While the direction of the national economy remains murky at best, the situation locally is even more baffling.
Due out next Monday, the town and county’s sales tax report should give an indication of how local unemployment has affected local businesses and provide somewhat of a picture of the direction the area’s economy is heading.
April is traditionally the slowest month for both sales tax receipts and lodger’s tax receipts, and Monday’s report should provide a fairly accurate picture of how much area residents are spending with local businesses.
“Oh yeah, April is our slowest month for lodgers tax receipts,” said TTC Coordinator Jennie Green. “The ski area is closed and the trails aren’t open yet.”
While it could be assumed that the closing of Circle T Pro Lumber last year might inflate last year’s April sales tax receipts, the liquidation sales did not begin until the latter part of April 2009 and, if those sales did help boost sales tax receipts for that month, it was not reflected in the numbers: Last April, sales tax receipts were down 13.68 percent from the same month in 2008.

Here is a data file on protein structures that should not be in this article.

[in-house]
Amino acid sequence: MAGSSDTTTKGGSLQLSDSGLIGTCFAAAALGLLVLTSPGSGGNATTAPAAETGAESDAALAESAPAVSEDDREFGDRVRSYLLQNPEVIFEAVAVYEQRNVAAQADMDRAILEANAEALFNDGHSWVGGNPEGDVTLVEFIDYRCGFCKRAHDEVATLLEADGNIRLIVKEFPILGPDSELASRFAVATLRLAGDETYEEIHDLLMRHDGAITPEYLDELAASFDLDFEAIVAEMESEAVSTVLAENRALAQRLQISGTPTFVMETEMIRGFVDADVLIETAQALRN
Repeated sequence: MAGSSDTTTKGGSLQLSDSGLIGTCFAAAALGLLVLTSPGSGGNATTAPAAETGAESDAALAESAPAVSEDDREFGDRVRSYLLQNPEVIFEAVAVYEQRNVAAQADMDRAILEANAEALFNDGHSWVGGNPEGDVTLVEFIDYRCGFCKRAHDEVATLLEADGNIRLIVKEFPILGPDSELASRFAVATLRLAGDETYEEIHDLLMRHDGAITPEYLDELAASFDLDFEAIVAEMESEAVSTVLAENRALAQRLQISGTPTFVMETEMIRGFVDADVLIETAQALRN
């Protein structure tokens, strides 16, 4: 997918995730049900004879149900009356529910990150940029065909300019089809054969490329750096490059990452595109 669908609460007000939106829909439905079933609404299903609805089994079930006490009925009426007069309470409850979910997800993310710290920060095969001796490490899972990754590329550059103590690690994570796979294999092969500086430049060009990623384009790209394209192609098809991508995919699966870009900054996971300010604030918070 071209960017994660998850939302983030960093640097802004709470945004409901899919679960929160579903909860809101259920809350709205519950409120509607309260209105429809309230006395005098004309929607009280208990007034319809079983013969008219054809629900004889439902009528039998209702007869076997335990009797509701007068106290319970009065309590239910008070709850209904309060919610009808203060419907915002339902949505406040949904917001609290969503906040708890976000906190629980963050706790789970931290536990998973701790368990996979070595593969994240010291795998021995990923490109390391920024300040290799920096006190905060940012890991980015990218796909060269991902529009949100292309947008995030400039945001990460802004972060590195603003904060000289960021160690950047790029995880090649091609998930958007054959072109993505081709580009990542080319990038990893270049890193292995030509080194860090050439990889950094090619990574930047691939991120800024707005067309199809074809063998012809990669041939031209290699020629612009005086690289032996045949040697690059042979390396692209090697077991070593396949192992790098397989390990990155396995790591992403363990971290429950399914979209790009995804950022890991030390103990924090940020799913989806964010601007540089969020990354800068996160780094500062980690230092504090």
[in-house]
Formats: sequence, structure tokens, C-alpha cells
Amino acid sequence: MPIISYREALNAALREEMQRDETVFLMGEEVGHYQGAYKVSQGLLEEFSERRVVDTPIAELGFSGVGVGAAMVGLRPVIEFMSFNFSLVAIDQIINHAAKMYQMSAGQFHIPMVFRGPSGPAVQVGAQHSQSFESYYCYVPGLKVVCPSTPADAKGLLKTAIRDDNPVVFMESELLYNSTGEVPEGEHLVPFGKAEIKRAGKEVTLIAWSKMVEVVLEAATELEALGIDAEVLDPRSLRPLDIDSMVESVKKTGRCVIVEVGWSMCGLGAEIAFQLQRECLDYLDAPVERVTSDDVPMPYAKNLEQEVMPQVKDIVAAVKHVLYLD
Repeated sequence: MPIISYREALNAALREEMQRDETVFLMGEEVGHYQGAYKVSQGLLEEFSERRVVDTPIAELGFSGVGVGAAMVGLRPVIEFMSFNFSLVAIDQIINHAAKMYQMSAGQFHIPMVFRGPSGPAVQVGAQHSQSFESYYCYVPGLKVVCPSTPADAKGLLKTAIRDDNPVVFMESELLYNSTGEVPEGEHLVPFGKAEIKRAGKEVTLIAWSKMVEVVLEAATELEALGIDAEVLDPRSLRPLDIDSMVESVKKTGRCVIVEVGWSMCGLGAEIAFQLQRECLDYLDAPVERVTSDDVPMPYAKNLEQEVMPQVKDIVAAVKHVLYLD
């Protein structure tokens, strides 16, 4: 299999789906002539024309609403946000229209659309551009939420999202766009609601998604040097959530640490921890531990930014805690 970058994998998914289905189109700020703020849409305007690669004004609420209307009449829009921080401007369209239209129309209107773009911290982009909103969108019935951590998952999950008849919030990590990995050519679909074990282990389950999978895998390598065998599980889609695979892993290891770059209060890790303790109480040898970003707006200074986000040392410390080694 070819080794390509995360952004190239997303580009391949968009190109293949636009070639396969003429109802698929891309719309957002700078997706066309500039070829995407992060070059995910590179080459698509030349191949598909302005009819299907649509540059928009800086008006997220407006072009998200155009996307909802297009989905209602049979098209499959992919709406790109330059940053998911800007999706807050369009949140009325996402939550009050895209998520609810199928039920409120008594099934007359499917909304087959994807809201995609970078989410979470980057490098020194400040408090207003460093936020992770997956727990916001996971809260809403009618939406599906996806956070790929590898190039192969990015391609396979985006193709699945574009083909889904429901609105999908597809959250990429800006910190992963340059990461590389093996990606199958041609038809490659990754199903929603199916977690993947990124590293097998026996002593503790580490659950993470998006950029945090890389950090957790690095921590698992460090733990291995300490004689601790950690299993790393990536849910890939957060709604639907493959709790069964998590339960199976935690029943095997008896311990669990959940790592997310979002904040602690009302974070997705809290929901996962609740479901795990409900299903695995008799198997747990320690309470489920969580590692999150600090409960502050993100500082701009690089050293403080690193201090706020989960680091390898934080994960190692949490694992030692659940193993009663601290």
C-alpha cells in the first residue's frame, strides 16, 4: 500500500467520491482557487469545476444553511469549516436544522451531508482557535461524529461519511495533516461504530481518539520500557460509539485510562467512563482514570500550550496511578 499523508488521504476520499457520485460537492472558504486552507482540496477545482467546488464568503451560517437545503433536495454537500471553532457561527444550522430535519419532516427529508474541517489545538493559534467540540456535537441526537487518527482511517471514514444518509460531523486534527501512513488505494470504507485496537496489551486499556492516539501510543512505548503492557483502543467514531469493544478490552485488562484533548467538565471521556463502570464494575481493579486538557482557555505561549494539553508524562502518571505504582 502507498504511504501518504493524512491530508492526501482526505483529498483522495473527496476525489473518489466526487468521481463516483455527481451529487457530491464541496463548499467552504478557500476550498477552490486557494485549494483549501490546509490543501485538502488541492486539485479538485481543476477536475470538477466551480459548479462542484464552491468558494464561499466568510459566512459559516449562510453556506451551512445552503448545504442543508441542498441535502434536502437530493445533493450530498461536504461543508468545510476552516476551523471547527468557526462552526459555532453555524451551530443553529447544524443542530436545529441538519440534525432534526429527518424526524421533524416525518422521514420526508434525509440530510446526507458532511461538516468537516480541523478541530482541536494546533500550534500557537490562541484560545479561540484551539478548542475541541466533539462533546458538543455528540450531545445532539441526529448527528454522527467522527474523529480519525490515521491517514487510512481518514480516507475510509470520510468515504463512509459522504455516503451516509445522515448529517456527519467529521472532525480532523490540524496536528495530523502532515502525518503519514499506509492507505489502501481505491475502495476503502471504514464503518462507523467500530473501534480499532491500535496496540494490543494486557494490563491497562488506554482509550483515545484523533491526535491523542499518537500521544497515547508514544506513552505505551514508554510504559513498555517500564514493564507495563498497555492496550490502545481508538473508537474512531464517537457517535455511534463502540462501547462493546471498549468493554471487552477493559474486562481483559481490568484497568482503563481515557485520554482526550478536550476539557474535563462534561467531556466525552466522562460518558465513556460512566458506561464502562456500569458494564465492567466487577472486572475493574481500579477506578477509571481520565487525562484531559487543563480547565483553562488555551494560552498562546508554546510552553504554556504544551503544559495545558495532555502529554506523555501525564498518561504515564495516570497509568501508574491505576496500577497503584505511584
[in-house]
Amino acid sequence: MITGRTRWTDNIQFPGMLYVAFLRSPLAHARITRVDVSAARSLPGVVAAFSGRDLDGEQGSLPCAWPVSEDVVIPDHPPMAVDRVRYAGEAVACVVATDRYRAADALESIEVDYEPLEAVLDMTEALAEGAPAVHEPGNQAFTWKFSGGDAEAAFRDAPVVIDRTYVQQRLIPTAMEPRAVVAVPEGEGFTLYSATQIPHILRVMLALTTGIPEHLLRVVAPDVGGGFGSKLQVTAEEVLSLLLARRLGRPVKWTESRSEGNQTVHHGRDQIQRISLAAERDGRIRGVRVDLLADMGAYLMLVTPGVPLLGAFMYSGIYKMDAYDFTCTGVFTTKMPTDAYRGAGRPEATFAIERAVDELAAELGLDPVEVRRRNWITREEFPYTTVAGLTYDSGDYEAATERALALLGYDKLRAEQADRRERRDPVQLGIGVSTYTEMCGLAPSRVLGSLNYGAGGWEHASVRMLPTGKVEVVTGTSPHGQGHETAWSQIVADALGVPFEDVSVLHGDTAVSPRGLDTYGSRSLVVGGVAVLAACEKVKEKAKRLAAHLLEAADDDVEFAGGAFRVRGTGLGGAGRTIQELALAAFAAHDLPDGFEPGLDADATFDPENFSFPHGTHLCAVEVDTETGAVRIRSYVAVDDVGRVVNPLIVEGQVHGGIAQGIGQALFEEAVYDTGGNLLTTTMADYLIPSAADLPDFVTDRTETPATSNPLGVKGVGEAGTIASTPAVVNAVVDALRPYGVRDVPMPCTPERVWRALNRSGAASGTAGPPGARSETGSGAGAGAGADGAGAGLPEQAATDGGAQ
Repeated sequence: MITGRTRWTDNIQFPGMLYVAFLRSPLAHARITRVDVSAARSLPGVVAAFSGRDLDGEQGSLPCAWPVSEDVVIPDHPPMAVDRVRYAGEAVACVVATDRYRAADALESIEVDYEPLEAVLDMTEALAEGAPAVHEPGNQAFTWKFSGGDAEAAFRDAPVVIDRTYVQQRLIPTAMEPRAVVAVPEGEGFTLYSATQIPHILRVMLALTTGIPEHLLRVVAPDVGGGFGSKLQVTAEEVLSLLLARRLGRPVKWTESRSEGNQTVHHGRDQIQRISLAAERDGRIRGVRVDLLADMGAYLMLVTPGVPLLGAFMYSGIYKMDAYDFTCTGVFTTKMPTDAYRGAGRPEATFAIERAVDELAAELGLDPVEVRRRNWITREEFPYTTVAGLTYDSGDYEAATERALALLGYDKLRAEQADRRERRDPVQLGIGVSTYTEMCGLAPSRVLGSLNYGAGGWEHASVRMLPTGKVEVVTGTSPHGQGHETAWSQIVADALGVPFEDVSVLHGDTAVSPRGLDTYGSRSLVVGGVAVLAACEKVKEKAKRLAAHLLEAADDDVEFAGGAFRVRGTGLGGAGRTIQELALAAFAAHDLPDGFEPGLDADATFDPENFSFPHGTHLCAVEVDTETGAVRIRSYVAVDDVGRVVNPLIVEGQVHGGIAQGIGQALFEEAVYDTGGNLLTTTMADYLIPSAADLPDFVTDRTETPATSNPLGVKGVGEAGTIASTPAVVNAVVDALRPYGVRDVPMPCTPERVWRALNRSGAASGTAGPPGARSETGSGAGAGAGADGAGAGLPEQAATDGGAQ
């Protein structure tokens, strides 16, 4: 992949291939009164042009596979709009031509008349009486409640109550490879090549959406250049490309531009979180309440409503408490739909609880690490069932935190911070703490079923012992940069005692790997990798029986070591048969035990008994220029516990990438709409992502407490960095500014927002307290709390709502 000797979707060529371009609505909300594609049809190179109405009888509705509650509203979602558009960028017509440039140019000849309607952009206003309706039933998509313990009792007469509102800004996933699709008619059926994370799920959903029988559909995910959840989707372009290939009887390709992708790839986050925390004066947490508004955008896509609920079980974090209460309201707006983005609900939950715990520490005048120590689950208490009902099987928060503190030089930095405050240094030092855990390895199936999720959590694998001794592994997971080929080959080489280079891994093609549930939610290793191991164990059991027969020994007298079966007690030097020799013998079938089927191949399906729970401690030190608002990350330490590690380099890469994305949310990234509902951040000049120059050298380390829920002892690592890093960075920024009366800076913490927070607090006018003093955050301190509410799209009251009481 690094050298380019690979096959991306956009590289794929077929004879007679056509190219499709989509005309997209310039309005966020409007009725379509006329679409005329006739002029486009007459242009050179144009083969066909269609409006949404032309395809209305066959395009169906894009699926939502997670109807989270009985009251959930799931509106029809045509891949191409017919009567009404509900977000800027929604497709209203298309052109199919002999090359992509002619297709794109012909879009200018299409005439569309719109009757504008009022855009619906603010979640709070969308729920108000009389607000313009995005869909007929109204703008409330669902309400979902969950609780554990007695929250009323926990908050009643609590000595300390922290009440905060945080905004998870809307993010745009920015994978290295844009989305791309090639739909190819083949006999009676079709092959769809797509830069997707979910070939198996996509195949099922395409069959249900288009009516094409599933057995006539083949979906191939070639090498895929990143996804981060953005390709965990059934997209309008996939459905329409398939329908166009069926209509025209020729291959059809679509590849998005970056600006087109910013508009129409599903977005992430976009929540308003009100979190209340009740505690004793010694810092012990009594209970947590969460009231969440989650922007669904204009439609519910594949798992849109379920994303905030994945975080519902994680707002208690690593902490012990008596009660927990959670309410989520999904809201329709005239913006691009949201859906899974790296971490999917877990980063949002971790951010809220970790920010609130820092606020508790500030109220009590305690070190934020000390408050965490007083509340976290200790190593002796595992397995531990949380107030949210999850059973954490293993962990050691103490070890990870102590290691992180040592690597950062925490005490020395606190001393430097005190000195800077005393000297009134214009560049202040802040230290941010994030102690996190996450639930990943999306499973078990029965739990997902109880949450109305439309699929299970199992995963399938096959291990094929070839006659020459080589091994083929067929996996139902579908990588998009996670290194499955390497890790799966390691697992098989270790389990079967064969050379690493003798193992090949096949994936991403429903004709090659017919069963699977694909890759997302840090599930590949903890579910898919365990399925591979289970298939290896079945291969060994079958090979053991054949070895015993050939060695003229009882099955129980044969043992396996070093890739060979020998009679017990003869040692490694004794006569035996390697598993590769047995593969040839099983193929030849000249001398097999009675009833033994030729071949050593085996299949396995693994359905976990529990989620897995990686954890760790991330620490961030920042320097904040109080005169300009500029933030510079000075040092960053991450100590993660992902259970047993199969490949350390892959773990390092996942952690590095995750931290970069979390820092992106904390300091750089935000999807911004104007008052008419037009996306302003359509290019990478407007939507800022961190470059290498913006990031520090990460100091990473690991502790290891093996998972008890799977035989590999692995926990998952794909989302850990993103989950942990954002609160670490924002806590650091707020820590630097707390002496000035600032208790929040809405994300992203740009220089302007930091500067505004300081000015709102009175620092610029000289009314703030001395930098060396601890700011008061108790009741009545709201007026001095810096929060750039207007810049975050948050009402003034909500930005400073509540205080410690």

With a slight improvement in local unemployment figures, town and county officials are no doubt anxious to see how sales tax revenues fared in April. The combination of data between the numbers of unemployed in the county and how much is being spent with local merchants could provide a general indication of where the economy is heading in Pagosa Country.